US: NMI's challenge to interim rule too speculative
Thursday, November 12, 2009
By Ferdie de la Torre
The U.S. government described as “too speculative” the CNMI's claim that the Department of Homeland Security's interim permit rule on the transitional worker program will lead to disastrous economic conditions.
The U.S. government, through the Office of Immigration Litigation trial attorney Theodore W. Atkinson, insisted that the issuance of the interim permit rule does not add to or alter the CNMI's arguments about the constitutionality of the Consolidated Natural Resources Act of 2008 (federalization law).
Atkinson said the existence of the interim permit rule does not add to the CNMI's challenge to the CNRA, because it does not deviate from the mandates of the CNRA in any way.
Atkinson's arguments are contained in the U.S. government's response yesterday to the CNMI's supplemental memorandum in support of a motion for a preliminary injunction.
“In other words, the mere issuance of regulations to implement the Act does not impact the CNMI's arguments regarding the constitutionality of the Act itself,” the lawyer said.
Atkinson said the CNMI's argument that the interim permit rule proves that the Act ousts local control over two-thirds of the CNMI's private sector workforce is nothing new.
“This is the same argument the CNMI has repeatedly made throughout its briefing on the instant motion, but the issuance of the Interim Permit Rule does not provide support for the CNMI's speculative claims of future injury or add to its challenge of the Act,” he said.
The Act itself, Atkinson said, mandates the implementation of a CNMI-only worker permitting system, and specifies that the number of CNMI-only permits shall be reduced during the period of transition to zero at the end of the transition period.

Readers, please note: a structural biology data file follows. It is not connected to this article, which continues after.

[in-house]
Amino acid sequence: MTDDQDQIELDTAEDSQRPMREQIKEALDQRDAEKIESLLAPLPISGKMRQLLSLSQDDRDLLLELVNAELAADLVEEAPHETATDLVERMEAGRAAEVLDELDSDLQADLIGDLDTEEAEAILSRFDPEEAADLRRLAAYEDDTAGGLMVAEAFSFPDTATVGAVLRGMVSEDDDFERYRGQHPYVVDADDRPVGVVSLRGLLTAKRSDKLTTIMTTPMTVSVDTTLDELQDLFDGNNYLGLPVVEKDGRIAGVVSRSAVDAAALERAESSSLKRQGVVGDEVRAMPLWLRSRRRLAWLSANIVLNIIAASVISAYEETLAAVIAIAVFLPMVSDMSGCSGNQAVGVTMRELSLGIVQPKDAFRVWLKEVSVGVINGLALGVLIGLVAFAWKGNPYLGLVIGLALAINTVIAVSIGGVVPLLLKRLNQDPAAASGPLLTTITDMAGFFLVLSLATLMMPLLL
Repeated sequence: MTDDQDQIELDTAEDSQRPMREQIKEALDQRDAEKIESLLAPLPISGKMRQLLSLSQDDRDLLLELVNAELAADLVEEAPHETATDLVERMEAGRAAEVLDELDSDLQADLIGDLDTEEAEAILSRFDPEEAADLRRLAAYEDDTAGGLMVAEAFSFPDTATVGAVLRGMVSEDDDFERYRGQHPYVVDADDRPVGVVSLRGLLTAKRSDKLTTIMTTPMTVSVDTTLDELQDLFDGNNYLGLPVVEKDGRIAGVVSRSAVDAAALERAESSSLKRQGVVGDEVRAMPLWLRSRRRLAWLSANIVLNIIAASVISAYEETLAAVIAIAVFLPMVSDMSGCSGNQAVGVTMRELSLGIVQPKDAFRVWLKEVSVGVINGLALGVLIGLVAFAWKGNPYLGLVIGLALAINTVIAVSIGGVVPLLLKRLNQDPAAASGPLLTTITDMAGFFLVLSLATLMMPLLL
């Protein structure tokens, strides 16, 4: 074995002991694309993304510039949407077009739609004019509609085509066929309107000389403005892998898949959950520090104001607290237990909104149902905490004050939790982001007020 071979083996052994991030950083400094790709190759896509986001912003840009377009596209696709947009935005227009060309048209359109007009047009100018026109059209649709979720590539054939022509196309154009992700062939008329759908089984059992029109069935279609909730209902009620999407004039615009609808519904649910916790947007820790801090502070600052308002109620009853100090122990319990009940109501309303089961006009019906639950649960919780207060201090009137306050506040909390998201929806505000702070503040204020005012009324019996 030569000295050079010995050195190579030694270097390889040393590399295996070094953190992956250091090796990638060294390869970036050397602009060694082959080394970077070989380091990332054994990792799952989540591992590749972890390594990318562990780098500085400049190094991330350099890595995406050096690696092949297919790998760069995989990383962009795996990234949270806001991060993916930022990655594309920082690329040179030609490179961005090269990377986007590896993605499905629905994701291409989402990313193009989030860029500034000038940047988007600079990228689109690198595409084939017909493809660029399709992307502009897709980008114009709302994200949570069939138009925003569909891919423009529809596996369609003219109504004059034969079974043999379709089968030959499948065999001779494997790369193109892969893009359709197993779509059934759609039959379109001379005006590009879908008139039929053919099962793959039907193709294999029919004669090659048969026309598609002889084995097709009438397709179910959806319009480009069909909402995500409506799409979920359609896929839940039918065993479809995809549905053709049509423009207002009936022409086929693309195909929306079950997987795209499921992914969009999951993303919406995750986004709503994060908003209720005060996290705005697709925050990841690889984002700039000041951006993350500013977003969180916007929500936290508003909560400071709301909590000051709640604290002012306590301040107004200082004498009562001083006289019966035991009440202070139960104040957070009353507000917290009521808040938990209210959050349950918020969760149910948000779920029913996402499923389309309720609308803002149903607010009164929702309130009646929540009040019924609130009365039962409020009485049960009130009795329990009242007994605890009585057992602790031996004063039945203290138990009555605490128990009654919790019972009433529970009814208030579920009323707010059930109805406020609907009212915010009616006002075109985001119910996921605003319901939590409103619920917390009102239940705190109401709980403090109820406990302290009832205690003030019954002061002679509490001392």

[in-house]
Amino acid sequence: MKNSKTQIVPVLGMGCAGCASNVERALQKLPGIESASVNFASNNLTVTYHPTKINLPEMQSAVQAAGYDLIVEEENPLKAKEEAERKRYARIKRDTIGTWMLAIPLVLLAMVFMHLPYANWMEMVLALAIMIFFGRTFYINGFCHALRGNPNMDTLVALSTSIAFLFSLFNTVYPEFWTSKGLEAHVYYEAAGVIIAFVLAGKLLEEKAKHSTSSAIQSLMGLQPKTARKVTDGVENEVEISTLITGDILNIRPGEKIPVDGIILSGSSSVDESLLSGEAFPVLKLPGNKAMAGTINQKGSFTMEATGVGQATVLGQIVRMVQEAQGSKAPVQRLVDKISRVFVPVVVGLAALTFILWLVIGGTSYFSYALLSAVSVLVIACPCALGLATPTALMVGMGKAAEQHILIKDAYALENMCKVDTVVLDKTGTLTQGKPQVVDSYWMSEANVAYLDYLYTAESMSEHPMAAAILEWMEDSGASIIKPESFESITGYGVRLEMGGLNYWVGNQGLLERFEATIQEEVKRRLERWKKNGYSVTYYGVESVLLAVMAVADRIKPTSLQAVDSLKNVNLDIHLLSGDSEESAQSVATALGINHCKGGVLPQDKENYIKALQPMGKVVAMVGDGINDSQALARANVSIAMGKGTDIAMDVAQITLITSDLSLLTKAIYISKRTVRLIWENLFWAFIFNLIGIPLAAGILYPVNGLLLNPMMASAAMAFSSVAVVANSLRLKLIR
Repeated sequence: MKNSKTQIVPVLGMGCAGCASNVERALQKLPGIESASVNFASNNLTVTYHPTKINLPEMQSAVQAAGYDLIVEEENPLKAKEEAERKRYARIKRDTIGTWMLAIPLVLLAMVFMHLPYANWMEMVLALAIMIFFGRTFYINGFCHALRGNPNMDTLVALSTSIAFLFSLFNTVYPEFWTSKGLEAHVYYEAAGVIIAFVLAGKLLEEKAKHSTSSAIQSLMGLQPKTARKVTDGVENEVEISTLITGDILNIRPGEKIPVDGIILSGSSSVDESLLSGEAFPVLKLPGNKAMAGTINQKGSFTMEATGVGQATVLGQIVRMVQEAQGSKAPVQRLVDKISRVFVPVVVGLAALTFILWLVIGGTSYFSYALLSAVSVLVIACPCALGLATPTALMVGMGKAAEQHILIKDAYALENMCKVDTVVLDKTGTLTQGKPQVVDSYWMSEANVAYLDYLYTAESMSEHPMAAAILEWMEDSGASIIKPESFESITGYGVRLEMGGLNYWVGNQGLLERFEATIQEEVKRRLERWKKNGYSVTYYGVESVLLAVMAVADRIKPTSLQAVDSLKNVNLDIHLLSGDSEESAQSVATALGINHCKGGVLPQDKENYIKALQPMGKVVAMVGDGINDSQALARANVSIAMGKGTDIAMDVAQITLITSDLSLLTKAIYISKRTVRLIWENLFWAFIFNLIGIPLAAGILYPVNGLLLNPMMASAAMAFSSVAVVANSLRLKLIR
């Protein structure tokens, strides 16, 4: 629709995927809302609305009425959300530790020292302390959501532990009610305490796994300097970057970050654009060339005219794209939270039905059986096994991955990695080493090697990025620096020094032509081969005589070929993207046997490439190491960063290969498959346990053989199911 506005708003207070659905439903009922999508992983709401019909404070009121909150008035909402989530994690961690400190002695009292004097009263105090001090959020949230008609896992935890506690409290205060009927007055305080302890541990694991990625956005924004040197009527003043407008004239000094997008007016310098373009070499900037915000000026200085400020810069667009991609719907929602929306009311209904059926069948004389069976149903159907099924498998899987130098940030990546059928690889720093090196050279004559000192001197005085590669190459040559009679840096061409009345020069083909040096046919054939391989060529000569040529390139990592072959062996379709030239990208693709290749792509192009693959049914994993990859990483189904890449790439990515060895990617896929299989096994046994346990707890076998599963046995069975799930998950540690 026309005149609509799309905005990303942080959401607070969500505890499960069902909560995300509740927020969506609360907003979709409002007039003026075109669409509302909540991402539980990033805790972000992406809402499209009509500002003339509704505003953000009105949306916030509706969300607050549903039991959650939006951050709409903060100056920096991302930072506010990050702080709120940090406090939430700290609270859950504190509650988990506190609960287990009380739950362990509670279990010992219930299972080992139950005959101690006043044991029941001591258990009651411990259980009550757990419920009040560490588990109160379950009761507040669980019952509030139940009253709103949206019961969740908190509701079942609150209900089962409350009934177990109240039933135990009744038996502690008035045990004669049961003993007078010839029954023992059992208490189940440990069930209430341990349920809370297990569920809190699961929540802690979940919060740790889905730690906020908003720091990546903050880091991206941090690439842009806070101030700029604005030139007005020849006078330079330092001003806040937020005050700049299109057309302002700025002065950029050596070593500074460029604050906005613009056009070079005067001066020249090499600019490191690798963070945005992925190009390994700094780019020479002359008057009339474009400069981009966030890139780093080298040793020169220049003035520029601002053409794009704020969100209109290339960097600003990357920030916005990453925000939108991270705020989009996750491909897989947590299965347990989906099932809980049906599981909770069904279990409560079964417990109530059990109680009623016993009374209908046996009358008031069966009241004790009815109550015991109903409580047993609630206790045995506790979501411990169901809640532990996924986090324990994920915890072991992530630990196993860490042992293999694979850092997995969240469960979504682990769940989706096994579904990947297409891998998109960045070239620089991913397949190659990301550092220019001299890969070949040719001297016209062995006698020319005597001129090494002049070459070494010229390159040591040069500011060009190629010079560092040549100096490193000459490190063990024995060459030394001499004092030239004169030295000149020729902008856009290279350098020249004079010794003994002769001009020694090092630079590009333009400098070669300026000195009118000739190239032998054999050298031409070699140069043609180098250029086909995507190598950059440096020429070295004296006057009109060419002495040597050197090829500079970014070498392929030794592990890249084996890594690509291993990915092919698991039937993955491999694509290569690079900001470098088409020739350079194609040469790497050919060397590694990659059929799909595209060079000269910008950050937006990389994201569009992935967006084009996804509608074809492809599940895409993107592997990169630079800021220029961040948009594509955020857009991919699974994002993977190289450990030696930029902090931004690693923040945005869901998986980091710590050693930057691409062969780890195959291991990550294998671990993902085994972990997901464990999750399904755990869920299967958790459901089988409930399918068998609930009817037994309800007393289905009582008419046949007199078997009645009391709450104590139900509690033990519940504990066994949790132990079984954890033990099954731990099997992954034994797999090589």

He said the transition period can be extended for five-year periods at the discretion of the U.S. Labor Secretary.
The attorney emphasized that the CNMI's claim is not only speculative but “is also wholly undermined by the fact that the CNMI challenges the transitional nonresident worker permit system, but does not challenge the application of all other federal immigration laws to the CNMI.”
Atkinson said that position is confounding because it completely cuts against the CNMI's argument that a preliminary injunction would avoid harsh economic and other results.
He said without the provisions of the CNRA creating a transitional worker permitting system and without the interim permit rule, nonresident workers currently in the CNMI and who travel outside the CNMI would be inadmissible upon return to the Commonwealth under federal immigration laws not challenged by the CNMI, once those laws take effect on Nov. 28.
Atkinson added that businesses in the CNMI would be unable to hire nonresident workers from outside the Commonwealth as of Nov. 28, because without a CW (transitional worker) classification, such nonresident workers would also be inadmissible.
“In short, without the Interim Permit Rule being effective on Nov. 28, 2009, current CNMI nonresident workers may not be able to return to the CNMI if they leave within two years of that date, and businesses in the CNMI may not be able to 'import' any new nonresident workers from outside the CNMI if the number of current nonresident workers in the CNMI drops,” Atkinson said.
He pointed out that while the CNMI's claims regarding economic injury arising from the implementation of the transitional worker permit system under the Act is speculative, the impact on the CNMI of the immediate application of federal immigration laws in the absence of the interim permit rule is not.
Atkinson asked the court to conclude that the U.S. Congress properly exercised its authority in enacting the CNRA and applying federal immigration law, including the transitional work permit system, to the CNMI.
He said the court should deny the CNMI's motion for a preliminary injunction and grant the United States' motion to dismiss the lawsuit.
The interim rule was published on Oct. 27, 2009. It is scheduled to become effective on Nov. 28, providing for a CNMI Transitional Worker Program.
The CNMI contends that DHS cannot justify its failure to follow the notice and comment provisions of the Administrative Procedure Act before issuing these regulations in final form.
The CNMI seeks for a preliminary injunction to stop the implementation and enforcement of the interim rule.
The CNMI wants the court to issue a preliminary injunction that would prevent DHS from enforcing or implementing the interim permit rule pending the court's resolution of the Commonwealth's claims on the merits.